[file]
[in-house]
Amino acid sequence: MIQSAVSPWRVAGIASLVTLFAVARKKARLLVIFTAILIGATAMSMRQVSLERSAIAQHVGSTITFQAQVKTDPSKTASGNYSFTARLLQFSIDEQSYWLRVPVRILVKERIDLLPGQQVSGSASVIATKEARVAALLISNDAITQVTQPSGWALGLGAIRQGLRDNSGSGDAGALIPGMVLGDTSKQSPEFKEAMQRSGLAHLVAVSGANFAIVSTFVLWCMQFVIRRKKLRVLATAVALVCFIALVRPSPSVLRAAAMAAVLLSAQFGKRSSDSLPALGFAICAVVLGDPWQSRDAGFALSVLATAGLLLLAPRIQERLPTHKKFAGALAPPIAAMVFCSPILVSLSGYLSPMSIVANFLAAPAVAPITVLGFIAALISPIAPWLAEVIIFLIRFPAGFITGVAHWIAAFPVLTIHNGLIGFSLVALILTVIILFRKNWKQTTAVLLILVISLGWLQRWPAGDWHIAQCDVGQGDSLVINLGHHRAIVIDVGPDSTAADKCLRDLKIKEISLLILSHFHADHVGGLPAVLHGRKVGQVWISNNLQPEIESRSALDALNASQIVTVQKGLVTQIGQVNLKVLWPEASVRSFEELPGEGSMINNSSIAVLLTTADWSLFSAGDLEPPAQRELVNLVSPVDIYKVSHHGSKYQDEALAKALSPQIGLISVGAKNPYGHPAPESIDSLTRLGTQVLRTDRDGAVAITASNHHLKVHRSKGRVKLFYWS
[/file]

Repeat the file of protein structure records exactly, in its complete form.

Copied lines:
[in-house]
Amino acid sequence: MIQSAVSPWRVAGIASLVTLFAVARKKARLLVIFTAILIGATAMSMRQVSLERSAIAQHVGSTITFQAQVKTDPSKTASGNYSFTARLLQFSIDEQSYWLRVPVRILVKERIDLLPGQQVSGSASVIATKEARVAALLISNDAITQVTQPSGWALGLGAIRQGLRDNSGSGDAGALIPGMVLGDTSKQSPEFKEAMQRSGLAHLVAVSGANFAIVSTFVLWCMQFVIRRKKLRVLATAVALVCFIALVRPSPSVLRAAAMAAVLLSAQFGKRSSDSLPALGFAICAVVLGDPWQSRDAGFALSVLATAGLLLLAPRIQERLPTHKKFAGALAPPIAAMVFCSPILVSLSGYLSPMSIVANFLAAPAVAPITVLGFIAALISPIAPWLAEVIIFLIRFPAGFITGVAHWIAAFPVLTIHNGLIGFSLVALILTVIILFRKNWKQTTAVLLILVISLGWLQRWPAGDWHIAQCDVGQGDSLVINLGHHRAIVIDVGPDSTAADKCLRDLKIKEISLLILSHFHADHVGGLPAVLHGRKVGQVWISNNLQPEIESRSALDALNASQIVTVQKGLVTQIGQVNLKVLWPEASVRSFEELPGEGSMINNSSIAVLLTTADWSLFSAGDLEPPAQRELVNLVSPVDIYKVSHHGSKYQDEALAKALSPQIGLISVGAKNPYGHPAPESIDSLTRLGTQVLRTDRDGAVAITASNHHLKVHRSKGRVKLFYWS